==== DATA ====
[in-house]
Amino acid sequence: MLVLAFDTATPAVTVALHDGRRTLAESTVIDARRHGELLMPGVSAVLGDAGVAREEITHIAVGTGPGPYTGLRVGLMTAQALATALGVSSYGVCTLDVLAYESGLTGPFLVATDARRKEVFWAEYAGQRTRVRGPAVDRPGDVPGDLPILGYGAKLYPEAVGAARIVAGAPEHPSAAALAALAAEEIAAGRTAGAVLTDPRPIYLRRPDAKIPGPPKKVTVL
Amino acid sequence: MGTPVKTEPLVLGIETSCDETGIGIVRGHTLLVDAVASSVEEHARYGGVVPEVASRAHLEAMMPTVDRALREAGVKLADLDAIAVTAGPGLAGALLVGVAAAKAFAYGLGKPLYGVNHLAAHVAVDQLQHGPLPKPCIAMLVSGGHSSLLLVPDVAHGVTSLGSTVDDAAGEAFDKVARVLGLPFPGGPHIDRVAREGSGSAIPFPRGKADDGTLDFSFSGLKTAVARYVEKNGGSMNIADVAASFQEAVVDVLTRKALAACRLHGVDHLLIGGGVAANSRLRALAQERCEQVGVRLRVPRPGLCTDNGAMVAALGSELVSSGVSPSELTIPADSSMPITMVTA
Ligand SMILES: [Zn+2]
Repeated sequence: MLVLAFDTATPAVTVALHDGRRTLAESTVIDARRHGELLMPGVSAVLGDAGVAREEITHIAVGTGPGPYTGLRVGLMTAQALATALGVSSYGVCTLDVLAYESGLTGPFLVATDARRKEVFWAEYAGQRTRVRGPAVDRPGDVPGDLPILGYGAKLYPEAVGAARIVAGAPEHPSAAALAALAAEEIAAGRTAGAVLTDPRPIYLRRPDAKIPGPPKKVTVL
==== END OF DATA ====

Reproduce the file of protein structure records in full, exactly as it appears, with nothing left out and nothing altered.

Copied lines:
[in-house]
Amino acid sequence: MLVLAFDTATPAVTVALHDGRRTLAESTVIDARRHGELLMPGVSAVLGDAGVAREEITHIAVGTGPGPYTGLRVGLMTAQALATALGVSSYGVCTLDVLAYESGLTGPFLVATDARRKEVFWAEYAGQRTRVRGPAVDRPGDVPGDLPILGYGAKLYPEAVGAARIVAGAPEHPSAAALAALAAEEIAAGRTAGAVLTDPRPIYLRRPDAKIPGPPKKVTVL
Amino acid sequence: MGTPVKTEPLVLGIETSCDETGIGIVRGHTLLVDAVASSVEEHARYGGVVPEVASRAHLEAMMPTVDRALREAGVKLADLDAIAVTAGPGLAGALLVGVAAAKAFAYGLGKPLYGVNHLAAHVAVDQLQHGPLPKPCIAMLVSGGHSSLLLVPDVAHGVTSLGSTVDDAAGEAFDKVARVLGLPFPGGPHIDRVAREGSGSAIPFPRGKADDGTLDFSFSGLKTAVARYVEKNGGSMNIADVAASFQEAVVDVLTRKALAACRLHGVDHLLIGGGVAANSRLRALAQERCEQVGVRLRVPRPGLCTDNGAMVAALGSELVSSGVSPSELTIPADSSMPITMVTA
Ligand SMILES: [Zn+2]
Repeated sequence: MLVLAFDTATPAVTVALHDGRRTLAESTVIDARRHGELLMPGVSAVLGDAGVAREEITHIAVGTGPGPYTGLRVGLMTAQALATALGVSSYGVCTLDVLAYESGLTGPFLVATDARRKEVFWAEYAGQRTRVRGPAVDRPGDVPGDLPILGYGAKLYPEAVGAARIVAGAPEHPSAAALAALAAEEIAAGRTAGAVLTDPRPIYLRRPDAKIPGPPKKVTVL